As Cavanaugh Quick put it at a workshop I attended recently, I acknowledge the inherent contradiction in me, a non-Native person, writing about decolonization from the stolen land on which I live, and where Haudenosaunee, Shawnee, Erie, Ponca, Osage, Seneca, and Susquehannock people (among others) were living long before my ancestors arrived on this continent. I do this work on stolen land to help do some healing in response to colonial violence in the place where I live, in the communities where I live; so much of colonization is tied up with sexual violence and nonconsent. Decolonizing sex means acknowledging that the history of colonization is ongoing into this long present.
The only colony I can liberate is my own body, and my body is everywhere. I feel in myself a stranger’s heart across the street, the keening of a cut tree, the energy left behind by whoever was in this room before me. Borders are already false, but recognition of my particularity protects me.
Though I’m porous, I don’t mean that another’s touch defines me, or my sex. But it’s true that nearly all touch undoes me, I am that impacted—and that impactful, though I have trouble believing that my touch can do the same. Yet I fear my own capacity for accidental violence, for the way the culture expresses itself through my body.
Colonization is not just border-crossing, which can be generative and even life-saving; colonization is control by an ‘other,’ an exertion of power rather than simply a startling intimacy. So how do I avoid an internal colony, trying to control and deny myself—and that denial leaking across my borders to harm some other? In “Despisals,” Muriel Rukeyser demands: “Look at your own building. / You are the city.” Body as land, body as geography. So many cities have been my lovers, held me better than I could hold myself.
But it’s easy for me to be held by a city; I’m white. Whiteness too maps on the city of my body. Dorothy Allison writes: “Maybe they have red-lined their erotic imaginations since growing up, but what made them breathe hard when they were girls?”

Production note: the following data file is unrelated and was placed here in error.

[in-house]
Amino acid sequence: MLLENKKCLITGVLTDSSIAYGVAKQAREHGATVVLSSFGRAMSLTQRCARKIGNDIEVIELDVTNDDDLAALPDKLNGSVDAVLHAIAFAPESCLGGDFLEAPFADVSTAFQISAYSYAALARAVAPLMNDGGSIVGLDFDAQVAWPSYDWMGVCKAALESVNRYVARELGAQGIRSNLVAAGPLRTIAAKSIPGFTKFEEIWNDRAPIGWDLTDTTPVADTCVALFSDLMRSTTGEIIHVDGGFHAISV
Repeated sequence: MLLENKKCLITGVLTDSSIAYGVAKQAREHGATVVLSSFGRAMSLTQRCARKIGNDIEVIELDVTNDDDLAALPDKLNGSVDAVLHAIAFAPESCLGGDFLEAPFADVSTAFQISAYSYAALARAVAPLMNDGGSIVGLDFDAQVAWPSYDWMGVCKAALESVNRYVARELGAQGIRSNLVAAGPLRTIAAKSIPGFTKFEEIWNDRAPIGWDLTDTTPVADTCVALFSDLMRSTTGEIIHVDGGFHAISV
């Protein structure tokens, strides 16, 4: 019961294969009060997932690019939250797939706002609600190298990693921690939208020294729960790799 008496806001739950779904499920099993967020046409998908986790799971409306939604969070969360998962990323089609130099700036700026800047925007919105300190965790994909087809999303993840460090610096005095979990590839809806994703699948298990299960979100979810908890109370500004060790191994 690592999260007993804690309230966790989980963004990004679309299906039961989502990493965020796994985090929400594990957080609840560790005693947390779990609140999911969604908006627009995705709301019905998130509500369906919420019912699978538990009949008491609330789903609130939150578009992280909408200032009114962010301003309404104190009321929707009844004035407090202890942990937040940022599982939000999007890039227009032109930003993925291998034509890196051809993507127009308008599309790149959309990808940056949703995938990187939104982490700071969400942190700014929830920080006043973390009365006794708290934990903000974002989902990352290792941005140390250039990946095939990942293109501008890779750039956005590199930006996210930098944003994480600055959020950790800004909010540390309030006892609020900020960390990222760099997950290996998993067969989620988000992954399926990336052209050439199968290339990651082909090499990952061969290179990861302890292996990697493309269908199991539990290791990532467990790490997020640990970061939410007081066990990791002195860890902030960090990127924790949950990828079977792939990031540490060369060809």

When I was little I called myself a girl, and a ballet about slavery made me breathe that kind of hard.
A production of Le Corsair on PBS, the free TV channel which made accessible the pretensions of the bourgeoisie. Adapted from a Byron poem, I learned just recently on the internet. At the time I didn’t desire to know history, or context. I only desired. And unknowingly, I desired history.
The plot goes this way: A pirate saves an enslaved maiden and in doing so redeems his lawlessness. All I remember, really, is the shackles and how my wrists ached for them, the derivative script I wrote on looseleaf paper and recruited my friends to rehearse with me at recess. I loved to exercise direction, but when the scarf wrapped around my wrist I lost not just the desire for control but the capacity for speech. As being bound affects me still.
Director and actor: the pirate and the maiden. White femininity lets me play the victim while running the show behind the scenes. This is still true even though I’ll never be a woman, something I already suspected as a girl.
White womanhood is the fear of being colonized and overtaken. White womanhood is that fear so loud and strong that those of us who marinated in it forget our power and blame an ‘other,’ not realizing the harm we do. Decolonization is recognizing that unilateral power and refusing it, building something relational and particular instead.